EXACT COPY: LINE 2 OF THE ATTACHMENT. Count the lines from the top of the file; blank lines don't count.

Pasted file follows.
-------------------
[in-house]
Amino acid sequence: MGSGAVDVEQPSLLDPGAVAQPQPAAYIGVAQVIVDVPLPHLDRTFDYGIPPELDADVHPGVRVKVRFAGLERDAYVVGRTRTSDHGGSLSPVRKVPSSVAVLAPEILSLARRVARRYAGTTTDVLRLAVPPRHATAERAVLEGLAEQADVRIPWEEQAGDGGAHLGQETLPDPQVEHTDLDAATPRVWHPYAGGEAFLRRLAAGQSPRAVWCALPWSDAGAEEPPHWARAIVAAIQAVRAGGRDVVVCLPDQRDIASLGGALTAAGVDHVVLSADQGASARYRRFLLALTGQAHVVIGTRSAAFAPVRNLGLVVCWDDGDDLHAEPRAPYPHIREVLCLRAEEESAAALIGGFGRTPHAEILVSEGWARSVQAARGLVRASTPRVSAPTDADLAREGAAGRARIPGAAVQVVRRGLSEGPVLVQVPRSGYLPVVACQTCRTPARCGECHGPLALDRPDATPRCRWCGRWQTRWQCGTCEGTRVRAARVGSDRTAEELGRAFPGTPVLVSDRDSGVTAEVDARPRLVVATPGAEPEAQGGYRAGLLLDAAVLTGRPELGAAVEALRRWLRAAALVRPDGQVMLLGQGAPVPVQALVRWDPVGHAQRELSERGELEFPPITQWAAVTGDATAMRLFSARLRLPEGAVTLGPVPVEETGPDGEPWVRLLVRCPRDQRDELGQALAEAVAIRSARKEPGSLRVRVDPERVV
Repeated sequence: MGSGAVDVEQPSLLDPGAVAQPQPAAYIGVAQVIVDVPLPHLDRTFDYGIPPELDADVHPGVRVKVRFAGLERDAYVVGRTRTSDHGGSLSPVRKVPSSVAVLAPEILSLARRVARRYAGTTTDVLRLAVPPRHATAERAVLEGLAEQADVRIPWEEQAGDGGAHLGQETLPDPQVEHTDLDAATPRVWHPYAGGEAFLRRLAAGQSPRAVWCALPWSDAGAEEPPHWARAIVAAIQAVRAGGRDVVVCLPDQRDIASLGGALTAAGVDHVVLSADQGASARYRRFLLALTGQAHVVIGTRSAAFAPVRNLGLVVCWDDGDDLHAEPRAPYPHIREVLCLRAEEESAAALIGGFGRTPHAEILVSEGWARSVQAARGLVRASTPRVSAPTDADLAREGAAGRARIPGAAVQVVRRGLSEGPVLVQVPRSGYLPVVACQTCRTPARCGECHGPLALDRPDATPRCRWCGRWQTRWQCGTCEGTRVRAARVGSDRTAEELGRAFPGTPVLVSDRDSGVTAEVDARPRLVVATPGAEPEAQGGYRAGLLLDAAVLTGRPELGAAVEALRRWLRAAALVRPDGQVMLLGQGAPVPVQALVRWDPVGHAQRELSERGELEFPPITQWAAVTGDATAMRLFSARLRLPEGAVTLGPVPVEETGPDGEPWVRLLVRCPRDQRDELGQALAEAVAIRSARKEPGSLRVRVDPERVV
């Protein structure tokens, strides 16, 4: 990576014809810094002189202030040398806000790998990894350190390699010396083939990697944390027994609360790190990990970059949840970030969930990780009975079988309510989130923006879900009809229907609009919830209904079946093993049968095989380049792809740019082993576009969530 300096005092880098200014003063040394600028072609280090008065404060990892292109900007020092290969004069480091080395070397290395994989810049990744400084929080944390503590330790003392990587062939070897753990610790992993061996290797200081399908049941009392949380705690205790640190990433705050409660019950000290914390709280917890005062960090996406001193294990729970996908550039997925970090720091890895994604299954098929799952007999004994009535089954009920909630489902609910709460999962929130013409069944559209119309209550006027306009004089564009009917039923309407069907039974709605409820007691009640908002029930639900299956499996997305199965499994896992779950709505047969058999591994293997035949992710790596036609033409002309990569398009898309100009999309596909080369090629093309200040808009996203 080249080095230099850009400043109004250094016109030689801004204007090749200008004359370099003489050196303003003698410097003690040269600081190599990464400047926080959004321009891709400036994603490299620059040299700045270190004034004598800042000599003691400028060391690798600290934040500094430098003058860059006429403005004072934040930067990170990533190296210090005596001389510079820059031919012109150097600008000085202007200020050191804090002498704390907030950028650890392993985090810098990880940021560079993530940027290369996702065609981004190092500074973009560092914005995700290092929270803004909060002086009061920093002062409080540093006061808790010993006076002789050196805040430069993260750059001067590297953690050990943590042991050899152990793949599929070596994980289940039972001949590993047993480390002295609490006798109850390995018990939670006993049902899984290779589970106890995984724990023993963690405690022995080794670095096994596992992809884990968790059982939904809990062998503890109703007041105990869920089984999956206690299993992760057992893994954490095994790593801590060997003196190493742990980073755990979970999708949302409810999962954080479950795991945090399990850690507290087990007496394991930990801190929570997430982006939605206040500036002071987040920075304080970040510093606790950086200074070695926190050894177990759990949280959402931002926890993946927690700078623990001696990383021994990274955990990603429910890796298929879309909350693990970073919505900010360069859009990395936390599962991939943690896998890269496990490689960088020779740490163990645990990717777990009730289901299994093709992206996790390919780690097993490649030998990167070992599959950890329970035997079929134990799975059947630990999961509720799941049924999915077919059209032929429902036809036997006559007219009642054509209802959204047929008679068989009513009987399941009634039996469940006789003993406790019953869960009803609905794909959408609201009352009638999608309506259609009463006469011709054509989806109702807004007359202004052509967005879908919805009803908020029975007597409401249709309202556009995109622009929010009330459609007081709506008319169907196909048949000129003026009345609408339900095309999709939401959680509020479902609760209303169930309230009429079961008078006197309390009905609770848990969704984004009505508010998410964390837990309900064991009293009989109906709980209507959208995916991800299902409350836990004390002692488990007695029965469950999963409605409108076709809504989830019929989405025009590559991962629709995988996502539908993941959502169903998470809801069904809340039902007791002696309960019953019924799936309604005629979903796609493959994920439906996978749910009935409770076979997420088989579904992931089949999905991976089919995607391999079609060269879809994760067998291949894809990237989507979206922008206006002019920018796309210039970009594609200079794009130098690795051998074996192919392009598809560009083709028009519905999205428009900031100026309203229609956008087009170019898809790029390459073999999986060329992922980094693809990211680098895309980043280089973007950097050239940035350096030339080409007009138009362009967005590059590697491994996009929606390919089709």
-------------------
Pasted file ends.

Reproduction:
Amino acid sequence: MGSGAVDVEQPSLLDPGAVAQPQPAAYIGVAQVIVDVPLPHLDRTFDYGIPPELDADVHPGVRVKVRFAGLERDAYVVGRTRTSDHGGSLSPVRKVPSSVAVLAPEILSLARRVARRYAGTTTDVLRLAVPPRHATAERAVLEGLAEQADVRIPWEEQAGDGGAHLGQETLPDPQVEHTDLDAATPRVWHPYAGGEAFLRRLAAGQSPRAVWCALPWSDAGAEEPPHWARAIVAAIQAVRAGGRDVVVCLPDQRDIASLGGALTAAGVDHVVLSADQGASARYRRFLLALTGQAHVVIGTRSAAFAPVRNLGLVVCWDDGDDLHAEPRAPYPHIREVLCLRAEEESAAALIGGFGRTPHAEILVSEGWARSVQAARGLVRASTPRVSAPTDADLAREGAAGRARIPGAAVQVVRRGLSEGPVLVQVPRSGYLPVVACQTCRTPARCGECHGPLALDRPDATPRCRWCGRWQTRWQCGTCEGTRVRAARVGSDRTAEELGRAFPGTPVLVSDRDSGVTAEVDARPRLVVATPGAEPEAQGGYRAGLLLDAAVLTGRPELGAAVEALRRWLRAAALVRPDGQVMLLGQGAPVPVQALVRWDPVGHAQRELSERGELEFPPITQWAAVTGDATAMRLFSARLRLPEGAVTLGPVPVEETGPDGEPWVRLLVRCPRDQRDELGQALAEAVAIRSARKEPGSLRVRVDPERVV